Rumba is Temptation and Enjoyment
By Reina Magdariaga Larduet / Photos by Prensa Latina
When we hear the beat of those drums, all of our senses become activated; rumba is a tradition that has been popular in Cuba since the 1940s.
Some specialists have gone so far as to say that anyone who is in the presence of that infectious rhythm and does not feel the need to move and shake is not 100 percent Cuban through and through.
Many groups on the island cultivate this genre, including the Conjunto Folclórico Nacional, Yoruba Andabo, Clave y Guaguancó, Rumbatá, Afrocuba and the legendary Los Muñequitos de Matanzas, which is celebrating its 60th anniversary. These are just some of a long list of bands that perform rumba music and dance in its many forms, such as the Yambú and the Columbia, which are thought to be originally from Matanzas, and the Guaguancó, which originated in Havana.
“Because of the band Los Muñequitos de Matanzas, we have been able to say that rumba is a genre that is beloved, understood and in demand among many people,” said Cary Diez, vice president of the Union of Writers and Artists of Cuba (UNEAC). Diez, who is a musicologist, explained that many who cultivate this Afro-Cuban music view it as a way of finding themselves in a world that has become globalized.
“All of their work helped rumba to be declared as National Cultural Heritage. Now we are preparing our application for it to be declared as Cultural Heritage of Humanity,” she said. One important contributor to rumba was Gregorio “El Goyo” Hernández, “a real institution, who took rumba to the most respected settings, academic forums and spaces for reflection; he was a man of great patience and knowledge,” Diez commented.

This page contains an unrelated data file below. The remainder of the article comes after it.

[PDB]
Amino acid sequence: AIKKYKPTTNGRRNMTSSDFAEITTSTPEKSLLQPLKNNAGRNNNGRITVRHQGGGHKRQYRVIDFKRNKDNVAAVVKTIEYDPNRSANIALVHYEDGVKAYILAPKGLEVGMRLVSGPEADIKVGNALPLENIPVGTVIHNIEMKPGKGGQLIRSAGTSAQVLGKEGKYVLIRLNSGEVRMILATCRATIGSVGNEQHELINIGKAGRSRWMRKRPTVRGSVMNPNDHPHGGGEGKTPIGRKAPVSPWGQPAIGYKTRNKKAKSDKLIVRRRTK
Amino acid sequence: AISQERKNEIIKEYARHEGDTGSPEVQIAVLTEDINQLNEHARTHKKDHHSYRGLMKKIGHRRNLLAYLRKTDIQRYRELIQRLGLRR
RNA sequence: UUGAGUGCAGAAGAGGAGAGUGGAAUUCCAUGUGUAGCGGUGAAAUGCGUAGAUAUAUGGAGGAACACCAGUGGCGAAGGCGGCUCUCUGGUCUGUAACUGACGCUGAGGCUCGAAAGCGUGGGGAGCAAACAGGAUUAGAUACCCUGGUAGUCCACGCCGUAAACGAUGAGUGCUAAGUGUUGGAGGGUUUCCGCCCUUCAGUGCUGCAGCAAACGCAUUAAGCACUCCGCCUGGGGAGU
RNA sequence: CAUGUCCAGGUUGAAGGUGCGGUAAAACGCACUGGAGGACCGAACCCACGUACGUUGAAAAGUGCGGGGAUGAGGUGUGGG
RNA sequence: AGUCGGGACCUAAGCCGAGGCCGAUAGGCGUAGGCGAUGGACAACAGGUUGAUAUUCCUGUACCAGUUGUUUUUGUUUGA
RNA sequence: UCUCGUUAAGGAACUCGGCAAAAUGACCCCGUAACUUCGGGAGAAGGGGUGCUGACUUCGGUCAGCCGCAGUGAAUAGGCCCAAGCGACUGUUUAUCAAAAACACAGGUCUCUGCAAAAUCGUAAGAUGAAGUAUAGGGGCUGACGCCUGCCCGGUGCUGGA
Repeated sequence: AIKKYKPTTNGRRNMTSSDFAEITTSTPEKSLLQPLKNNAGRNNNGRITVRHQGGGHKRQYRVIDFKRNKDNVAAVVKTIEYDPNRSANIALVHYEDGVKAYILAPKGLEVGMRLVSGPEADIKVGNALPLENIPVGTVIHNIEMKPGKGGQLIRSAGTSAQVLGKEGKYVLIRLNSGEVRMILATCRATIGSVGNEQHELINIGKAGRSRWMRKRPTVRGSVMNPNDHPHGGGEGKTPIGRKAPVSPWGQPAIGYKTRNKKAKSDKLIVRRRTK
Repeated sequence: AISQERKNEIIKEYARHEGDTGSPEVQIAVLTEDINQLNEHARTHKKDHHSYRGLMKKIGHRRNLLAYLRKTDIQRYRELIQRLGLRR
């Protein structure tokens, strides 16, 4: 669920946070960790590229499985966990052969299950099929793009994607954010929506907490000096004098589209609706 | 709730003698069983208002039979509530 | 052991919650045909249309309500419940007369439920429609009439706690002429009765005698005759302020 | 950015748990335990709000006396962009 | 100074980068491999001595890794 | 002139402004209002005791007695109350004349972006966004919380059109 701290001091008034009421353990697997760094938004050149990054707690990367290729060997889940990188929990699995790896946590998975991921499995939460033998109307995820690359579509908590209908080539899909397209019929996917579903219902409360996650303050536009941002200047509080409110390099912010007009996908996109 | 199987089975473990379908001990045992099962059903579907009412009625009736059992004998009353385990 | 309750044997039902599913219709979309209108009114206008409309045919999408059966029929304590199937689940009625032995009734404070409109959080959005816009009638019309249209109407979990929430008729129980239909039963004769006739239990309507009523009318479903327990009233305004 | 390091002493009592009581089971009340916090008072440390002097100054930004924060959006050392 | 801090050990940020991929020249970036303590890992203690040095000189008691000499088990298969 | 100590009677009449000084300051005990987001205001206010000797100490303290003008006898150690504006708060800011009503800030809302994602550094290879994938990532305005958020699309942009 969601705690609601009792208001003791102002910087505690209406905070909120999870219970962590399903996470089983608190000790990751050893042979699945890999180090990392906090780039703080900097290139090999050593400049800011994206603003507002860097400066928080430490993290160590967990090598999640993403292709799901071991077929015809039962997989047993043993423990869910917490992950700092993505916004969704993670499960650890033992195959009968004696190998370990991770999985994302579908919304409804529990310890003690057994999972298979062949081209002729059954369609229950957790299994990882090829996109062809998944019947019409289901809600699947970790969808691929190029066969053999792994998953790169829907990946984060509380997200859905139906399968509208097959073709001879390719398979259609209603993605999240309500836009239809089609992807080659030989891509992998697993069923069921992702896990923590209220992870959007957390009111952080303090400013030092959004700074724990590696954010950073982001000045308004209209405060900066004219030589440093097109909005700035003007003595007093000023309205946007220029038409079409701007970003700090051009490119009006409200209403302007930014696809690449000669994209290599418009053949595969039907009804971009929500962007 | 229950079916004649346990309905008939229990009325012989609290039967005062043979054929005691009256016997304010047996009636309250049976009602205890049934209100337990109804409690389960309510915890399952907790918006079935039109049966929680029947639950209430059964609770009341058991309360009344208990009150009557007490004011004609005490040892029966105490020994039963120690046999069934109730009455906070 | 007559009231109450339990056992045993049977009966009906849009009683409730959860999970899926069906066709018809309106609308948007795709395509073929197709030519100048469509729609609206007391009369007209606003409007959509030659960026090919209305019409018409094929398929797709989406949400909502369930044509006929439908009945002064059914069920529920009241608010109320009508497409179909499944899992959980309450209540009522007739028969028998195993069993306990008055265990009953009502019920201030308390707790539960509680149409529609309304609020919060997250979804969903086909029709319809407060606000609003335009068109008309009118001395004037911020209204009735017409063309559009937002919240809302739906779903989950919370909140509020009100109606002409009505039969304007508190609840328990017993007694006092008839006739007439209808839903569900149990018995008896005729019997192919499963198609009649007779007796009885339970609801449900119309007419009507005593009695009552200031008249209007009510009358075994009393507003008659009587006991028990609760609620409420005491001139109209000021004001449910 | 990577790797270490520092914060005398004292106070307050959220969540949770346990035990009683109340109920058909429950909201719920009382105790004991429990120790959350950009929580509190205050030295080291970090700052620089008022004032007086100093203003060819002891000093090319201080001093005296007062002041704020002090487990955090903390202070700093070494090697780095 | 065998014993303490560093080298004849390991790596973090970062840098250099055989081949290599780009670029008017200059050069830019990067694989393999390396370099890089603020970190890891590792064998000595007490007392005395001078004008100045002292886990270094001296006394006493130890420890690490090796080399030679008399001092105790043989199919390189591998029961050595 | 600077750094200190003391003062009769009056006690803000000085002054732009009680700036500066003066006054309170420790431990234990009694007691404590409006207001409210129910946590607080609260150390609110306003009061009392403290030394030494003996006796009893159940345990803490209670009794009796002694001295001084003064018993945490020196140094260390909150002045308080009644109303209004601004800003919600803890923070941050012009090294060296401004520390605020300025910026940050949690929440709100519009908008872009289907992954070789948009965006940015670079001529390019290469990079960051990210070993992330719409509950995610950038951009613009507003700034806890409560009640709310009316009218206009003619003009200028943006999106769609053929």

“In the face of attempts to homogenize the world's sentiments with Western criteria, our cultures in Latin America, the Caribbean and Africa have the rumba, a manifestation that is truly authentic,” she said.
Many Africans also appreciate the Cuban rumba as a participatory event, one that brings people together. “It is an association of brotherhood that forms through the rhythm of the music,” Diez commented.
A number of different projects are underway to promote Cuba's rumba groups in Europe (in Italy) and in North America (in Mexico), such as the recent International Rumba Festival, Timbalaye— named with an African word that is full of meaning and sentiment, she said.
“This year we held an international forum on the Cuban rumba in Italy, and it was attended by performers and prestigious academics, such as anthropologist Miguel Barnet, who is president of UNEAC; journalist Pedro de la Hoz; and Jesús Guanche, director of the Fernando Ortiz Foundation,” Diez noted. And in New York, rumba brings together a number of Latinos of African descent, Puerto Ricans and Caribbean people in general at Central Park, an experience that is being studied by researchers.
In Cuba, a number of places have become points of reference or Cuban and foreign admirers of the rumba. These include the peñas, or clubs/jam sessions, of groups like Ambia, Obini Batá and Yoruba Andabo, as well as two very popular spots in Havana: the Callejón de Hamel and the Palacio de la Rumba, among others.
One of the most important ways to promote rumba is albums, Diez noted. “Many rumba albums have been produced in recent years, based on the desire by recording labels to enrich their catalogs,” she added. Recent evidence of that was the fact that the Cubadisco Prize committee has just awarded the CD Las estrellas del folclor, by the group Los Hermanos Arango.
Especially important are efforts to include the new generations in projects for keeping rumba alive, Diez said.
For example, Moldella y Sus Raíces is a children's rumba performance group led by Ana Pérez, a singer with Los Muñequitos de Matanzas. The project has gone beyond Cubans, involving children from Mali, Diez said. “It is interesting to see how children first imitate their elders, and then they want to be more independent, eventually seeking their own language for finding themselves,” she commented. As Miguel Barnet said, rumba, in all of its diversity, has been a genre that has maintained its hegemony and validity over and above many others in the rich armory of Cuban music.